The Ferrari Of Space Is In For One Hell Of A Crash

By Joelle Renstrom | Published

This article is more than 2 years old

GOCEThis is exactly what you should expect when you take a Ferrari into space. The European Space Agency’s GOCE (Gravity field and steady-state Ocean Circulation Explorer) satellite is expected to run out of fuel in October and then begin its long fall back to Earth.

The GOCE satellite has been dubbed the “Ferrari of space.” In part this is because of an aerodynamic design that minimizes friction caused by low-orbit atmospheric particles, but it also comes with a $450 million price tag. Since 2009, it has been hanging out in low orbit, studying Earth’s gravity field. The satellite is only 160 miles above Earth, which isn’t very high—the International Space Station is almost twice that far. GOCE has produced a detailed and accurate model of Earth’s gravity field, as well as a high-resolution map of the planet’s geology. It was even able to identify the border between Earth’s mantle and its crust.

The satellite was designed to operate for two years, and has exceeded its life expectancy. But what goes up must come down, and ESA predicts that the gas tank will run out in mid-October. GOCE will fall back to Earth a couple weeks after that, though it’s unclear exactly where it will land. Reentry into Earth’s atmosphere will likely cause the device to break apart and disintegrate, though larger chunks may crash into Earth’s surface. ESA officials have said that as it nears re-entry, it will be easier to estimate where it might plunge to Earth so they can provide risk assessments. As of now, they’re not particularly worried about people, property, or cows. Apparently, about 44 tons of man-made space trash falls to earth every year, but officials say we at greater risk of being hit by a meteorite.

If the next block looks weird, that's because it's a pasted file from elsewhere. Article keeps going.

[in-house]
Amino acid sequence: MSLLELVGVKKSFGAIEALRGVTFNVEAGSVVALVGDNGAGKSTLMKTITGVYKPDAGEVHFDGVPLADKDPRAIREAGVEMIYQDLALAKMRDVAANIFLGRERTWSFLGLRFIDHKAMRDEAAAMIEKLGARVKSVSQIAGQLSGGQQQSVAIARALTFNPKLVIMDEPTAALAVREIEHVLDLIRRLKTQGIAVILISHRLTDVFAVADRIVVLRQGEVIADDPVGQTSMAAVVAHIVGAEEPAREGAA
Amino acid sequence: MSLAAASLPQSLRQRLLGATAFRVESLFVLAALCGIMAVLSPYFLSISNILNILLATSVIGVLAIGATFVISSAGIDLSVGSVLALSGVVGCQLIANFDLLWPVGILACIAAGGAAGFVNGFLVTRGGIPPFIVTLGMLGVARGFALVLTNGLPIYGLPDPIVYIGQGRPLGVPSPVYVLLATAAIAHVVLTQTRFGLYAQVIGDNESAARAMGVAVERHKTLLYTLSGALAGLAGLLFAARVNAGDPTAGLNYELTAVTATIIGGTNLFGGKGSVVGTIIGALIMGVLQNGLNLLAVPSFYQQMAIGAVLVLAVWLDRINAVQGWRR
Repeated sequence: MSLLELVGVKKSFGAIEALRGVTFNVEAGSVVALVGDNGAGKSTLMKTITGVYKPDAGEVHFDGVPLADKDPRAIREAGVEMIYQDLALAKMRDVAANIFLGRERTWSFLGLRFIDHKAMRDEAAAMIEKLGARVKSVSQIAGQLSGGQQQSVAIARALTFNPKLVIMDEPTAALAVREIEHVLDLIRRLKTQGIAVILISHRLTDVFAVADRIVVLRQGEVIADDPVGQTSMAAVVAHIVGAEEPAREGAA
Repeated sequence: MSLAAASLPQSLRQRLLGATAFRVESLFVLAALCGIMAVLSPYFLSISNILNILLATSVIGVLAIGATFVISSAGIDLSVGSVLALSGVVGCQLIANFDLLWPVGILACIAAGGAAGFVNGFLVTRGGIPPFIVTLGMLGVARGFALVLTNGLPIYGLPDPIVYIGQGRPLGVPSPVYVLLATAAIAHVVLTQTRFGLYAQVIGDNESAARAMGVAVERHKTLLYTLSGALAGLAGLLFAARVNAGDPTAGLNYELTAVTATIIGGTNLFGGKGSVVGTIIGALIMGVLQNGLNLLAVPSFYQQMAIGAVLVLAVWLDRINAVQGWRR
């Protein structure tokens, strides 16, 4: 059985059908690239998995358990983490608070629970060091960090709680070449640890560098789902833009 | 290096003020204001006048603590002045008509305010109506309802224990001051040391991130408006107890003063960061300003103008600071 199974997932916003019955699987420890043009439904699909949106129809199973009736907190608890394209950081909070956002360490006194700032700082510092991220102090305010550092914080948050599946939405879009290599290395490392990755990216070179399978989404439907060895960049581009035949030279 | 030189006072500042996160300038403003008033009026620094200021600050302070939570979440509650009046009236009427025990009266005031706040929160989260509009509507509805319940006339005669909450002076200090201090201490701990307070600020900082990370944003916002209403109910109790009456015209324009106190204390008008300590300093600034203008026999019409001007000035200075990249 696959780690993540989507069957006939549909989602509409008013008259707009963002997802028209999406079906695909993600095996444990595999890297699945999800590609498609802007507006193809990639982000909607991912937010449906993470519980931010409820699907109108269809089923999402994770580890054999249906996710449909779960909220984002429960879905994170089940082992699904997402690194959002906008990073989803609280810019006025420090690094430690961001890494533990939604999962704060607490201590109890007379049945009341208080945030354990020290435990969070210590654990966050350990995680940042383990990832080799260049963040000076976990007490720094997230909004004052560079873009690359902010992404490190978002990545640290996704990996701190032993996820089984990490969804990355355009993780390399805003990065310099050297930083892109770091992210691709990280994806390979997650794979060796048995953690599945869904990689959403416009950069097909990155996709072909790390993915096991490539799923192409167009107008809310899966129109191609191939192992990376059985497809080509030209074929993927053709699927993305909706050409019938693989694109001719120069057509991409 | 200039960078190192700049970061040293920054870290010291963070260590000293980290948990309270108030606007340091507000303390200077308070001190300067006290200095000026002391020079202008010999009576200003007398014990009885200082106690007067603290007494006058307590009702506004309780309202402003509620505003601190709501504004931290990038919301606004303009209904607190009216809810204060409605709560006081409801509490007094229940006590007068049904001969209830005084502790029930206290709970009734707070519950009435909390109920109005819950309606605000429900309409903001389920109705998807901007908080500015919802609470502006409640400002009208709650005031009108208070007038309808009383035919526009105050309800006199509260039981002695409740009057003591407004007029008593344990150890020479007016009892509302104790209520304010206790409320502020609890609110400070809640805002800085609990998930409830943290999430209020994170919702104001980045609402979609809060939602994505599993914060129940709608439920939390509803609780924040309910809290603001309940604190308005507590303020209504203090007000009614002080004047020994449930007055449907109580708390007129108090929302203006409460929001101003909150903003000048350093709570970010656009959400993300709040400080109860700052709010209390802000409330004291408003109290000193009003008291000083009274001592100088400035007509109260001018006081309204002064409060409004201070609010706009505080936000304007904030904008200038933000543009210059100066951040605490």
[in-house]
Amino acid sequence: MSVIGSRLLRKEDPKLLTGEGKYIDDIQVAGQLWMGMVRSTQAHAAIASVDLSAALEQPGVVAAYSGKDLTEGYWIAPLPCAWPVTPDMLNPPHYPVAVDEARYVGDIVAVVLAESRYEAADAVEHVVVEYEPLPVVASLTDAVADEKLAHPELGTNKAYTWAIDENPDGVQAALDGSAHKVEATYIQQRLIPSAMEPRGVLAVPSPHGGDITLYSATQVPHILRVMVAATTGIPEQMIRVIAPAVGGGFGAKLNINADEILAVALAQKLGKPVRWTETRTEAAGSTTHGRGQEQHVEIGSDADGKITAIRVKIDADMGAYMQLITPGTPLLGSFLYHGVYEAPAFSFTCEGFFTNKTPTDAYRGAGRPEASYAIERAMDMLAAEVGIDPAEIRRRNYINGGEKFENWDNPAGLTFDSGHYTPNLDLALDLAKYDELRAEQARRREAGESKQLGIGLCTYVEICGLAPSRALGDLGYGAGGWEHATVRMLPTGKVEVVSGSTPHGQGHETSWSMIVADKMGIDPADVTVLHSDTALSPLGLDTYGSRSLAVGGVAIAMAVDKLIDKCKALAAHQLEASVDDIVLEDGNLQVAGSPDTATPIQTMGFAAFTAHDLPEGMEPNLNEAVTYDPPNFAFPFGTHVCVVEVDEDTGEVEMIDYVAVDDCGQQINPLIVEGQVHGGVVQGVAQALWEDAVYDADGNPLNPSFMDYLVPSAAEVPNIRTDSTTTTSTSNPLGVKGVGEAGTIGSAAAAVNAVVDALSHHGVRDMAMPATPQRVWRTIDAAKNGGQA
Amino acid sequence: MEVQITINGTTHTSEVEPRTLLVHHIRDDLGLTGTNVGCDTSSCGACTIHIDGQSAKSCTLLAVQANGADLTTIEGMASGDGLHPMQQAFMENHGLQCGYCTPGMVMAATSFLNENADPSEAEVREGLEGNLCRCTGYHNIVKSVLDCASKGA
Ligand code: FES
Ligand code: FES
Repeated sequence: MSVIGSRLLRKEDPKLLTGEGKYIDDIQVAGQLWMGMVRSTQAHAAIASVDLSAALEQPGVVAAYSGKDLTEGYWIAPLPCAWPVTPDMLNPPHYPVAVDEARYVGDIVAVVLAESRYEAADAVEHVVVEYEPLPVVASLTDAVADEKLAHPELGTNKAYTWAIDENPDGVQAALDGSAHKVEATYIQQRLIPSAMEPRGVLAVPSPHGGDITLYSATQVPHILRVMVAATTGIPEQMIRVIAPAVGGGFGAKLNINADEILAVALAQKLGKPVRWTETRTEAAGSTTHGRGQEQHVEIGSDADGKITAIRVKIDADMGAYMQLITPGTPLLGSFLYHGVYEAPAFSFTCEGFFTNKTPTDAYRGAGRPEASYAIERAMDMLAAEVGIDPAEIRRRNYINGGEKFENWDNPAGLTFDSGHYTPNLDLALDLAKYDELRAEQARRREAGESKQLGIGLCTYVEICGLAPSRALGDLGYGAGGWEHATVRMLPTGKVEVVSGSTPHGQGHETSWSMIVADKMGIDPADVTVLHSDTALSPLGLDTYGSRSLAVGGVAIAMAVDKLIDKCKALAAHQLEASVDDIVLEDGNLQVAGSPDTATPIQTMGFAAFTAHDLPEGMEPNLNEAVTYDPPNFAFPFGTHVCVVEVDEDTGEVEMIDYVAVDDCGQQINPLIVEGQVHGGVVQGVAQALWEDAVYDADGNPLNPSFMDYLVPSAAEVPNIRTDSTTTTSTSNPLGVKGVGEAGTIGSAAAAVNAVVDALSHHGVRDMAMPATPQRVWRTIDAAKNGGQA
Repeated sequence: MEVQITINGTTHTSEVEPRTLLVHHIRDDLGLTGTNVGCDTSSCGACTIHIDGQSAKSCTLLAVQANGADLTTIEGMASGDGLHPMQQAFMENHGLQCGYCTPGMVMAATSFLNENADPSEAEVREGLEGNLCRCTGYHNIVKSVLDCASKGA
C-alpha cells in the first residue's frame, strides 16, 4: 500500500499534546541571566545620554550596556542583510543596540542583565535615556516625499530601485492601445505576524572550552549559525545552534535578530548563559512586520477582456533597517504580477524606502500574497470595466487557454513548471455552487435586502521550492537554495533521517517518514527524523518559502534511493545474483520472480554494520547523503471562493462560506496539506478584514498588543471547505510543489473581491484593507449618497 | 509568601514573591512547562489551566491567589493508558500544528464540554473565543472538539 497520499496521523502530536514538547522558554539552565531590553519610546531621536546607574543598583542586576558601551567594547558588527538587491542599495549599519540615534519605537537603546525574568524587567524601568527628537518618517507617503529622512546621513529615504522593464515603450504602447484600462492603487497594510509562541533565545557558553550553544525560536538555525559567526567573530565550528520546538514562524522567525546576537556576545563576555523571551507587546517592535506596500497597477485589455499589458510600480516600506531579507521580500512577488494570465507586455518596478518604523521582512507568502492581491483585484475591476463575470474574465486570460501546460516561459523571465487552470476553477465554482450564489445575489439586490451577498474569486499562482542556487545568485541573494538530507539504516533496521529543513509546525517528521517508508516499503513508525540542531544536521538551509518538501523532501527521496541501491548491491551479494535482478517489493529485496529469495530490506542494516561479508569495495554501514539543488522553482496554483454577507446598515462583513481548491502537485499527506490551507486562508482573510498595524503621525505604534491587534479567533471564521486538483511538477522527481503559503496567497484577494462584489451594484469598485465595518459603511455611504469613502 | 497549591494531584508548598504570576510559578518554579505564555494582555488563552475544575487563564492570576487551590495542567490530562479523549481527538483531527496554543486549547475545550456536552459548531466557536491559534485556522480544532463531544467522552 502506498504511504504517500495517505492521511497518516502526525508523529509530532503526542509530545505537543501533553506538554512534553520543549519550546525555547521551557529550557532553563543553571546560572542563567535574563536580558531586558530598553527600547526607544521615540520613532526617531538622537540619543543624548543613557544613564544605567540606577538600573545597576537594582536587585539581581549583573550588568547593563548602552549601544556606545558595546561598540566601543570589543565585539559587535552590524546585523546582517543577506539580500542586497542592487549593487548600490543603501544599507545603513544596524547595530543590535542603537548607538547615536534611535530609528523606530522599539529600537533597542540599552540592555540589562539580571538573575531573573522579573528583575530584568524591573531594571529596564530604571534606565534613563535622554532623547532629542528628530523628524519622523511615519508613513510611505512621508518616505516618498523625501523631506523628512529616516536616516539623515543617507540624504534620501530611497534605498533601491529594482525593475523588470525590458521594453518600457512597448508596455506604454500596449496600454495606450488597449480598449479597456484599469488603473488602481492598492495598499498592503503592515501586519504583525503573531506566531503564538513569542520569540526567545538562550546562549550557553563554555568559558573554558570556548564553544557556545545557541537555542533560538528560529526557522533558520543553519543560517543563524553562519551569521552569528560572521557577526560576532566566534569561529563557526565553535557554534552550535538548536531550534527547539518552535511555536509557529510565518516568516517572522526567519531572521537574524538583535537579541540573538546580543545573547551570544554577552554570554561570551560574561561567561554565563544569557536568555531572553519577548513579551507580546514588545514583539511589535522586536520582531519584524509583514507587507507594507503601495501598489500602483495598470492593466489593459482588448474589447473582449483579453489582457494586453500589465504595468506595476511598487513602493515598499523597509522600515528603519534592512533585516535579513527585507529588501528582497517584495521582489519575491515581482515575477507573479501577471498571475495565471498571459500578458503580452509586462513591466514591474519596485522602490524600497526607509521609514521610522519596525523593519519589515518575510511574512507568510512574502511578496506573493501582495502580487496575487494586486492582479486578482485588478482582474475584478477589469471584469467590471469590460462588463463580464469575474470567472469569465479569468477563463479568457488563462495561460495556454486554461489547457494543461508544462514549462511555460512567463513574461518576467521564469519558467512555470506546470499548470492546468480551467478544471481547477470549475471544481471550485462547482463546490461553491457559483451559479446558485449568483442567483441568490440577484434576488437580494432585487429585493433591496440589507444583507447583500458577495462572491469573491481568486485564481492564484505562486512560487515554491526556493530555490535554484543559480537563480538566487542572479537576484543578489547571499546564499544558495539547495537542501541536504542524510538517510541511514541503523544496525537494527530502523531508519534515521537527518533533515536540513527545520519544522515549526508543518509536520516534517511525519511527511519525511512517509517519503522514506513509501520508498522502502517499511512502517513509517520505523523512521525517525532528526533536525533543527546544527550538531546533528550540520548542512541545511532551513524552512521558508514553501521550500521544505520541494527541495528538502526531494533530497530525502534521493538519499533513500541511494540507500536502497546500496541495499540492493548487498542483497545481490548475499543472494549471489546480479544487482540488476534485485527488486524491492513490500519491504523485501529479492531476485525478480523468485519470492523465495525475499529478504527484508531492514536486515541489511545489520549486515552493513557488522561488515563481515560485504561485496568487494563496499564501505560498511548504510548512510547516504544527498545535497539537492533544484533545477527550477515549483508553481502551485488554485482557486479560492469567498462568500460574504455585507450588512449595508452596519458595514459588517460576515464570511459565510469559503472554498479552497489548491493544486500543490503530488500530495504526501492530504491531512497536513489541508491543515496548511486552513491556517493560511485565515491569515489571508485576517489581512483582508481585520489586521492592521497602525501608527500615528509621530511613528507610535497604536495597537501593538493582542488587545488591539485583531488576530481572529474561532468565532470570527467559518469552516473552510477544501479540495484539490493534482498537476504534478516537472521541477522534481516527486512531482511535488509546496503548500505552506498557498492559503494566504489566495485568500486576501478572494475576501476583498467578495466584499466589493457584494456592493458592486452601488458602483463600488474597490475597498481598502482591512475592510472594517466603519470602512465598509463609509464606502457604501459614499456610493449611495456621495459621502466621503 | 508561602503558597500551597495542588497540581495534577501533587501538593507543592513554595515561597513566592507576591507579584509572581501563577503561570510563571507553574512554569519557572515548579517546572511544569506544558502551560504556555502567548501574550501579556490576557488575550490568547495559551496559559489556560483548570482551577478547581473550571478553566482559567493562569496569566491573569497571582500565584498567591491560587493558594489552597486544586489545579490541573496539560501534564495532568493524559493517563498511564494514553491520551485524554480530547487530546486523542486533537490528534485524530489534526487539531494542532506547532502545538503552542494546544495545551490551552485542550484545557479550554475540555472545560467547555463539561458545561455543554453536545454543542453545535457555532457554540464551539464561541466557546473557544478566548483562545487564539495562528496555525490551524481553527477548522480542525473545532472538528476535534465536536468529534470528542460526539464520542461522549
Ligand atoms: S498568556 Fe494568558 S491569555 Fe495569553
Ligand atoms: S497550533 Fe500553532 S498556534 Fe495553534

This won’t be the first time man-made satellites have fallen back to Earth. Back in 1979, NASA’s first space station, Skylab, had its life cut short by high solar activity, and the chunks that didn’t burn up in the atmosphere rained down on western Australia and the nearby Indian Ocean. In 2001, the Russian MIR space station caused a sonic boom as it fell from the sky near Fiji. And in 2011 NASA’s Upper Atmospheric Research Station plunged into the Pacific—or at least parts of it did.

NASA expects the ISS to remain operation until 2020 at the earliest, and likely through that decade. But whenever its time comes, NASA won’t just let it fall uncontrolled back to Earth—they’ll actually maneuver the station so it plummets into the ocean. Too bad there aren’t any tow trucks in space.

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